Sunday, August 27, 2006

Blocking acrylic

I've noticed that there're aren't many articles on blocking acrylic, especially in times of need. My interest in blocking acrylic is to get the final product flattened out so that the stitches can be seen nicely. Also acrylic is way softer when blocked. So here's my version of how to do it.

What you need:
1. A big clean towel
2. Tons of pins - pearlised rust-proof ones are my choice (OR) waste yarn - longer than your project length
3. Yarn needle
4. Steam iron
5. Patience
6. Wipers on your spectacles (if you wear them) because the steam will mist up your glasses and thats not fun when you don't know where you're going with your iron.
7. A bed to pin the needles to

How its done:
Okay first of all, you have to decide how you want to pin down your project. Pins or yarn? Personally I have used both and I can confidentally say that the waste yarn method gives a much more even edge, especially when blocking scarves. I'll explain both.

First you need to lay down your big clean towel on the bed so that you can pin your project onto the towel. I'm not sure why this is done but it's a practice I read about and prefer very much to follow.

I. Stretch me Baby, Yeah!
a. Pokey pokey time
Right, for the pinning method, stretch out your project and start pinning it from one end. Do not be afraid to stretch out the acrylic (but do NOT pull till it screams for mercy) so that the stitches are seen clearly and pin out all the edges. You can pin the middle as well, to even out your pattern.
You WILL need a lot of pins. Keep stretching and pinning till you reached the end of your towel. No space? No problem. You can pin the rest in the second round after the first bit has been blocked. Proceed to 'Steam me Baby, Yeah!'

b. A Stitch or two (X100)
This is the second method of stretching out your project. I read this in a blog once a long time back and I do not have a link, sorry. I do not have a picture to show you but I will try my best to make it sound coherent.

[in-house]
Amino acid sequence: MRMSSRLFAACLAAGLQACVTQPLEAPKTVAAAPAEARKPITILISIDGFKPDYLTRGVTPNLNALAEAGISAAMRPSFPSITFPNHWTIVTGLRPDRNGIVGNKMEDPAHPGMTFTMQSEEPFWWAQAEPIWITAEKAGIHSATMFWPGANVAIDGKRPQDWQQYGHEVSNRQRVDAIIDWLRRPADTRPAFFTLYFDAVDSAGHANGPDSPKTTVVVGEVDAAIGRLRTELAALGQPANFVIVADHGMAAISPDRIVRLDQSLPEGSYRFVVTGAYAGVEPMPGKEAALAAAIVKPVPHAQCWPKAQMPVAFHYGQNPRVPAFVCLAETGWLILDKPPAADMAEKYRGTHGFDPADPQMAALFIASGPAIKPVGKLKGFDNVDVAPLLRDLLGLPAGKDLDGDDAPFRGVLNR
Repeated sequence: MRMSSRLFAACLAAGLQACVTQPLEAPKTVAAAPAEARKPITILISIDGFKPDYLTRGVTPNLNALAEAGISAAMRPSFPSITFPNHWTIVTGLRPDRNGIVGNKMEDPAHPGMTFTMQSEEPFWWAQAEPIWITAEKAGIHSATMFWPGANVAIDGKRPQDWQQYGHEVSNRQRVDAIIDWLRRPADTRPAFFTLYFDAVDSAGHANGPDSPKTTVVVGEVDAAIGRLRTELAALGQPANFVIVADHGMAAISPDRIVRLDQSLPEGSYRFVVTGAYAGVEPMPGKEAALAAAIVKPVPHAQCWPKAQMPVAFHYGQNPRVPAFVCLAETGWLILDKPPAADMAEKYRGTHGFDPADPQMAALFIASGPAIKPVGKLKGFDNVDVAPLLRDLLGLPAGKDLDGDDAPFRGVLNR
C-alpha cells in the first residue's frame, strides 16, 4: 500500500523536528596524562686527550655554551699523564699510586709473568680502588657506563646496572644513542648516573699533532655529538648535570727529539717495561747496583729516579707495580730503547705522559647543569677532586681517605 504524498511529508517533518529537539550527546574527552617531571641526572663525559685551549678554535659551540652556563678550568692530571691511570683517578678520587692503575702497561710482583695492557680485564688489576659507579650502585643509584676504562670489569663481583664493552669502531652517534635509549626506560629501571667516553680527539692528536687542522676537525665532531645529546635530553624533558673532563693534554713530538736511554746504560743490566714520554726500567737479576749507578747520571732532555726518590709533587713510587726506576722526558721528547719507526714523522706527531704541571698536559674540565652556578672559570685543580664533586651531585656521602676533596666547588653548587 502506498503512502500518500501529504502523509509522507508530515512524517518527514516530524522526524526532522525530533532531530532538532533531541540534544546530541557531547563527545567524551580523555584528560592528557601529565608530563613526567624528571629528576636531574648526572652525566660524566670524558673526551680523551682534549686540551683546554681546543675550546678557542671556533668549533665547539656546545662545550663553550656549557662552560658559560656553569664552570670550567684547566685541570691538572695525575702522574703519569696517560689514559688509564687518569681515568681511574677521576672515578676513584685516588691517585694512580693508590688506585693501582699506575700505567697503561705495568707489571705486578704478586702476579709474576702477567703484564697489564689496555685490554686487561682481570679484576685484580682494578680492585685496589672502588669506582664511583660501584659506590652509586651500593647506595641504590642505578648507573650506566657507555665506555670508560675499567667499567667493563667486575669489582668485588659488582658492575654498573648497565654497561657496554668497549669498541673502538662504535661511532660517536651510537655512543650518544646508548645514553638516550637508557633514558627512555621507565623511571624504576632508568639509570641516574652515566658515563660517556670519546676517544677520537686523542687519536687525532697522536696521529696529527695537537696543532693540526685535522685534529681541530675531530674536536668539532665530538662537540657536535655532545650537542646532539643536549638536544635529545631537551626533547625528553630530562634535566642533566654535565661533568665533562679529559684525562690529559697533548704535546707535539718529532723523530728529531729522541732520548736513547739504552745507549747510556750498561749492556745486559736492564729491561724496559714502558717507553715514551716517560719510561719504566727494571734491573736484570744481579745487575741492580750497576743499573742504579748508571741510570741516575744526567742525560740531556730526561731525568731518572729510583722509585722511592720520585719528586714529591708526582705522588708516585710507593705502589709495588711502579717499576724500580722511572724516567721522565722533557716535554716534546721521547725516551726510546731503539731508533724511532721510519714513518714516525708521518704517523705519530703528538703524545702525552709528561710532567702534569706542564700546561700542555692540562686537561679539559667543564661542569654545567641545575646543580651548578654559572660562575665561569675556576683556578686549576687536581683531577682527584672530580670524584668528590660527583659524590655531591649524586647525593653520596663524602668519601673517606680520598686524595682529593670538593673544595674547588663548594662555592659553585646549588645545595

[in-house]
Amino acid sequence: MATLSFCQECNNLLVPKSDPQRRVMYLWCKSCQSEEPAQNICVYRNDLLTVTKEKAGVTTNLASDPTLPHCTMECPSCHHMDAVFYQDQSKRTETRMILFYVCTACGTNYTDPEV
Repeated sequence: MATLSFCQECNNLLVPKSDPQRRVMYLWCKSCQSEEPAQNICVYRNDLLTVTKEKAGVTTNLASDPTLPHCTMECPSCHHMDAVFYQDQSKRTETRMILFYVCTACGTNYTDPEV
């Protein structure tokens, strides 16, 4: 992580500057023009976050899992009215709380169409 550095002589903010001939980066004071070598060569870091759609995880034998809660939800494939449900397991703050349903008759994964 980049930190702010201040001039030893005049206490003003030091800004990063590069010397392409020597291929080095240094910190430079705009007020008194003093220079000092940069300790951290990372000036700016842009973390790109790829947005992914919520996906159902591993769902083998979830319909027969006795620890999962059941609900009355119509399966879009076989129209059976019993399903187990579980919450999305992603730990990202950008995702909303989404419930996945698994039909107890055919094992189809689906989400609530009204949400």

NOTE: This type of blocking is better to be done in one round, make sure you have enough space to stretch out your project to its full length to block it in one go.

Right, take your yarn needle and thread your waste yarn through. It's wiser to have this in a contrasting colour to your project. Do a very widely space running stitch all around the edge (you must know that this is best used for scarves and shawls etc. that require straight edges). Leave slack of about a foot and cut off. Do the same for all edges.

Now stretch out your edges. For example, for my scarf, I stretched out the waste yarn on the shorter edge and pinned it to the edge of my towel and stretch out the opposite end and did the same on the other side of the bed. Now that you have done that. You can take the waste yarn of the longer side and stretch it out making the scarf wider. Securely pin the ends of the yarn ( I usually tie it to my headboard and bottom edge of the bed).

This method ensures that your edges remain straight and that you will not end up with scalloped edges like the pinning method may induce. Use more pins to pin the project out if you are not satisfied.

II. Steam me Baby, Yeah!
Load your iron with max level water and set it to the highest setting. My iron has two steam settings which I set to the highest and a steam button that poouffffss out steam. Once the iron is heated. Go over your stretched fabric slowly. DO NOT touch the fabric, under NO circumstances. Acrylic melts on contact so don't even try unless its for kicks.